First of all, not only is a feature that provides no benefit useless, It often actually creates a NEGATIVE benefit or value. If I want a black thingamajig, the fact it comes in a rainbow assortment of colors not only is of no value, it makes me feel like I am paying for features (multi-color options) hat I don’t want or need. In effect, I’m subsidizing features from which I don’t receive benefit. In that case, “can’t you give me a discount so I’m only paying for what I need?”

    Another problem with the feature-benefit framework is that there are product characteristics that may indeed benefit me but upon which I place relatively little value. Notice the word is VALUE.

    Take a red, permanent marker. The features are that it is red and it is permanent and it is a marker. This is perhaps of NEGATIVE benefit to a nursery school teacher trying to keep the kids and the walls clean. It is a benefit to a school teacher grading papers and it is ALSO a benefit to an orthopedic surgeon using it in pre-op to identify which knee needs to be replaced. Both schoolteacher and surgeon receive benefit, but what is the VALUE?

    If he can’t find A red permanent marker, the school teacher may shrug and opt to use a red pencil instead. Basically the same mission accomplished.

    Unless she wants to be sued for everything she’s worth and vilified on social media, perhaps even having her own set of tasteless Internet memes, the surgeon isn’t likely to substitute a pencil for a fat tip, permanent red marker. For whom does that pen have not only benefit but greater VALUE?

    Hitting a homerun on a single customer “value” is worth ten “benefits” or one hundred “features.”

    • Kurt, well said. At one point in my career, when sales people would outline meaningless features and benefits, I would reply, “That isn’t meaningful to me, in fact it’s adding cost that I don’t want to spend. Will you reduce your prices…….”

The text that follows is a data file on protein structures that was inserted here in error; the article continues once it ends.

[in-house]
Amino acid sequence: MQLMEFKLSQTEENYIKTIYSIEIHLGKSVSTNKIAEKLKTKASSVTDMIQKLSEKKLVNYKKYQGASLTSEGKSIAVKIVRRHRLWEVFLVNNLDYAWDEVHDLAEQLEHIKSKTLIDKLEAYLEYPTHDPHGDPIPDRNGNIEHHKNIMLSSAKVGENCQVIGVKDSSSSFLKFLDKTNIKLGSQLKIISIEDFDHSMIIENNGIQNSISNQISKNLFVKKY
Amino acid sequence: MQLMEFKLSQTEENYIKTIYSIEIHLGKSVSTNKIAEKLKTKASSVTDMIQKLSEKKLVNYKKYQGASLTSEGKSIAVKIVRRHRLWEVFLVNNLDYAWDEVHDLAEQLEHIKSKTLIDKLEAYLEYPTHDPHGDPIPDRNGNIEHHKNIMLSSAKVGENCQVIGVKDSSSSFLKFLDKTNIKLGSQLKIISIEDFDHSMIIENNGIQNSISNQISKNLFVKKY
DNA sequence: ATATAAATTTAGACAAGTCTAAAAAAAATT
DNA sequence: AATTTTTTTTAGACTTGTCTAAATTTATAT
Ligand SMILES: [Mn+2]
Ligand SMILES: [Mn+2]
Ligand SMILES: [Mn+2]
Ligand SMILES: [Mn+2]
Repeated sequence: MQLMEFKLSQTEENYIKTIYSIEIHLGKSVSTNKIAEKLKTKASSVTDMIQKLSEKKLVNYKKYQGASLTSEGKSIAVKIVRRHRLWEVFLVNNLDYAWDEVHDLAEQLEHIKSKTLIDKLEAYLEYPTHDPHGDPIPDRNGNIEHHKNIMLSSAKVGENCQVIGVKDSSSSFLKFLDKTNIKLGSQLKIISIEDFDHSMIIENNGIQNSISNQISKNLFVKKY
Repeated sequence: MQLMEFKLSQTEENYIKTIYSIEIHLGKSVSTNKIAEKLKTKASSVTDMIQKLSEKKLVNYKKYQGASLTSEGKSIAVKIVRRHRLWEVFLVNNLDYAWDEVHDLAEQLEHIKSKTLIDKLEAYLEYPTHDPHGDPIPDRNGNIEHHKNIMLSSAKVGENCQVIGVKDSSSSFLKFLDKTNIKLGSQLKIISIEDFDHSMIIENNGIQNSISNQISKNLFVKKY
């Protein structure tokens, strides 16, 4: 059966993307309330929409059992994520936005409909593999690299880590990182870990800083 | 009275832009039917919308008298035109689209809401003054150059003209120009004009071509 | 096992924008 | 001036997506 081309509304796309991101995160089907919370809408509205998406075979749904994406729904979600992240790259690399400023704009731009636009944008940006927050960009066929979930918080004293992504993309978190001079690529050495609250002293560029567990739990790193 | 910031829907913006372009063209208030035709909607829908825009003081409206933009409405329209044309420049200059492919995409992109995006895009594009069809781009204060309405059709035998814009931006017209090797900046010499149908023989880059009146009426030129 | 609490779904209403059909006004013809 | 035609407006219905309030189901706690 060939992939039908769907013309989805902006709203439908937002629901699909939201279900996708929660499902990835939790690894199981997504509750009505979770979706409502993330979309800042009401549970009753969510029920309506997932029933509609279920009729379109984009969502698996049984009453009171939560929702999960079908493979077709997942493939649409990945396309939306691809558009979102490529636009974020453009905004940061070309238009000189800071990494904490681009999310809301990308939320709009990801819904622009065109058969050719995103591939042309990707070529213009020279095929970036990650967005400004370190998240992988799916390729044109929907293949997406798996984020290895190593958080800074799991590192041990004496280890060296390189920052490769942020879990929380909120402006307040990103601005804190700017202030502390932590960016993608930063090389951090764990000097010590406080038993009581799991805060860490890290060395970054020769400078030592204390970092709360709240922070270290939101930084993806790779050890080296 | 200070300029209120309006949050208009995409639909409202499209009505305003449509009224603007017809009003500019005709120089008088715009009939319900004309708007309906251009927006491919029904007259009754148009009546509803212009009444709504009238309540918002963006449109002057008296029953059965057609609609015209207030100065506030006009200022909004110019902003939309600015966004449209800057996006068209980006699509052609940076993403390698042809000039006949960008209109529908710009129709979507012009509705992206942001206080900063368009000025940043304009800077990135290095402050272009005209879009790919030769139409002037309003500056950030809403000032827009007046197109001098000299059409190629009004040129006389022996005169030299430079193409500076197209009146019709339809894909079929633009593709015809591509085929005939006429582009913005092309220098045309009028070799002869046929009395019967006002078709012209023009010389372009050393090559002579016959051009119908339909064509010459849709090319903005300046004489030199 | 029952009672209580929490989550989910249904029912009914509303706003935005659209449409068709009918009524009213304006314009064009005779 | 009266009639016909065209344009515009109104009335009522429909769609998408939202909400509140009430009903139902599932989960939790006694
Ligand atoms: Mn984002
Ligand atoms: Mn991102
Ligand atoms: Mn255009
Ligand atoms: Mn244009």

We need to transition our discussions to value and what we create with our customers.

  2. Brian MacIver permalink

    In defence of SPINFAB, the story of SPIN(r) Rackham, rejected the existent definitions of Feature/Benefits in the 1970’s.

    HRG Defined ‘Feature’,
    AND two TYPES of Benefits ‘A’ and ‘B’ Benefits.

    Type ‘A’ were the generic Marketing ‘generated’ ones: “And, that means Bigger, faster, Smaller, Cheaper etc”

    Type ‘B’ were against EXPRESSED, Clarified Customer NEEDS. Type B Benefits were described and defined as Fulfilling EXPRESSED Customer Needs.

    I NEED a faster Unit- Our unit offers 50% more speed than your current Unit.

    In their Behavioural research, which reduced type ‘A’ to ADVANTAGE, and described type B as Need Fulfilment.

    30,000 sales calls in 23 countries, over 12 years established that:

    Features don’t sell,

    ‘Advantages’ [Generic Type ‘A’ Benefits} sell in some simple sales, and

    Benefits Type ‘B’ Needs Fulfilment Statements
    Sell in ALL types of Selling.

    Their Research stands: Benefits, expressed as Need fulfilment still sells. If you can relate a feature to a Customer EXPRESSED NEED, and fulfil that need, then it sells.

    One of the issues I have found, over the last 35 years is NOT that “Benefits” Don’t Sell, but that Salespeople lack the Skill in identifying Customer’s Needs that THEY, and Their Products can fulfil.